It might seem a bit far out but I encourage you to give it a try. When cooked, the melon tastes like a sweet squash. You can make the stuffing ahead of time.

For 4 people:

2 melons – the green ones, not orange – halved and pips removed with a spoon
1 onion, finely chopped
1 large carrot, finely chopped
2 sticks celery, finely chopped
1 teaspoon olive oil

1 portabello mushroom
2 -3 chestnut mushrooms
2 -3 shiitake mushrooms
A sprig or two of oregano, leaves picked
1 clove garlic, crushed
1 teaspoon olive oil

200g lentils – preferably Le Puy or green lentils
1 bay leaf
1 clove garlic, peeled, left whole
100g brown basmati rice

1 tablespoon pomegranate molasses
½ teaspoon ground cumin
20 blanched almonds

Start by gently heating a teaspoon of olive oil. Add the chopped onion, carrot and celery and sweat slowly over a low heat. Keep an eye that it does not stick and add a bit of water if needed. Once the vegetables are soft – about 20 minutes – allow to cool a little and then pop into the Magimix and puree.

To make the mushrooms, gently heat a teaspoon of olive oil and the crushed garlic in a small pan. After a minute add the chopped mushrooms and oregano and cook until soft. Add a grinding of black pepper.

Meanwhile place the lentils in a pot, cover with water, add a bay leaf and a clove of garlic and bring  to the boil. Reduce heat and cook until soft – the timing will depend on the age of your lentils. Drain well.

In another pot cook the rice. Drain well.

Mix the cooked lentils with the pureed vegetables. Add 1 tablespoon of pomegranate molasses and the ground cumin. Now add the mushrooms and the rice.

Heat oven to 180 C/ 350 F.

Place the almonds on an oven tray and roast until golden. Set aside.

Place the melon halves, cut side up on an oven tray and fill with the stuffing that you have shaped into balls that fit into the cavity in the melons. You will probably have some stuffing left over.

Bake for 15 minutes. You want the melon to have softened but not mushy.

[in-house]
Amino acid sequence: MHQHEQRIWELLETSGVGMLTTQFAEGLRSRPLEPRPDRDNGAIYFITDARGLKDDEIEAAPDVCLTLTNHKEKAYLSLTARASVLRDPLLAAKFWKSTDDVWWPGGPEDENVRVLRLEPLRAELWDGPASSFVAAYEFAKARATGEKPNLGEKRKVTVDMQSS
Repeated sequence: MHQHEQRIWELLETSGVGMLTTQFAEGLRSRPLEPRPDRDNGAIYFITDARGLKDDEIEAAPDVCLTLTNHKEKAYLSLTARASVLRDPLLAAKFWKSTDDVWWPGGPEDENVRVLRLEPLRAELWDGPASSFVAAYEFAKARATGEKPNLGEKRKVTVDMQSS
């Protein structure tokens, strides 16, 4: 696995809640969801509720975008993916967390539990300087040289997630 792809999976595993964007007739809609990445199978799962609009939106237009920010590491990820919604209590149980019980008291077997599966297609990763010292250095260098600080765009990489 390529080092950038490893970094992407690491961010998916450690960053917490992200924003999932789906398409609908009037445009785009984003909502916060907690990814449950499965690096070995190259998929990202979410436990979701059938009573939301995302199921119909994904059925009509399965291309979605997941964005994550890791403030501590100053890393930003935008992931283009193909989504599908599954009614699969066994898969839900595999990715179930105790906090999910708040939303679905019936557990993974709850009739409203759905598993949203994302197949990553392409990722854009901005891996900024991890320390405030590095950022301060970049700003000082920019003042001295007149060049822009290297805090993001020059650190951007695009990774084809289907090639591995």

When ready to serve, place 5 almonds in each ball of stuffing.

Those Were The Days – 3 July 2013

Sizing up the huge portabello mushrooms in my supermarket this week, their gills just begging to be gently strummed, I was reminded of a recipe I used to make decades ago when I was more concerned with matters of the heart than what mattered to my heart.

Back then I would sauté the mushrooms in a quantity of melted butter, salted of course. Crushed garlic would follow to turn golden, after which the mushrooms would fall with their bums in the butter, so to speak. Once they had begun to release their juices, a significant amount of cream would be added to the pan, gently stirred. A scattering of chopped parsley finished off what was a plate scrapingly, seductive dish. Flirting with food is a game that only improves with age I find. Learn it young and you have the whole of middle age stretching ahead to perfect your art. Even without full fat ingredients. After all, what is more evocative than a lentil ragout on a starlit night?

Those fat filled meals are the stuff of memories now, but I was determined to recreate at least a taste of my youthful escapades. Could I get close with a dash of olive oil and some Quark?

I set to work as the rain pelted down relentlessly. ‘At least I don’t have to water my plants’, muttered my younger son who is rearing his first courgettes this season. Despite the inclement weather putting paid to my visions of an al fresco candlelit dinner with my husband, I felt a shiver in my liver as I chopped the garlic. When my sons asked their daily ‘what’s for dinner? ‘ question, I was not put off by their incredulous ‘mushrooms! What else?’ For in my recollection, there had rarely been a need for anything else. Not at the table at least.

Those were the days my friends, we thought they’d never end – as the song goes. Yet the daily grind of getting dinner on the table, preceded by football lifts and followed by hours of mind numbing homework, tends to render the evening meal a chore rather than a time for fantasy. As children are the fruits of love so we must tend our crop. Watching them grow by just adding food and water is a constant amazement to me.

Yet I know that before too many more rainy summers have come and gone, they will no longer grace our evening meals. How I will long for their cheerful banter and their hungry appetites, devourers of a dinner plate stacked with flavours. So perhaps tonight is a time to make food to love rather than food for love. There will be plenty time for romantic meals for two in years to come.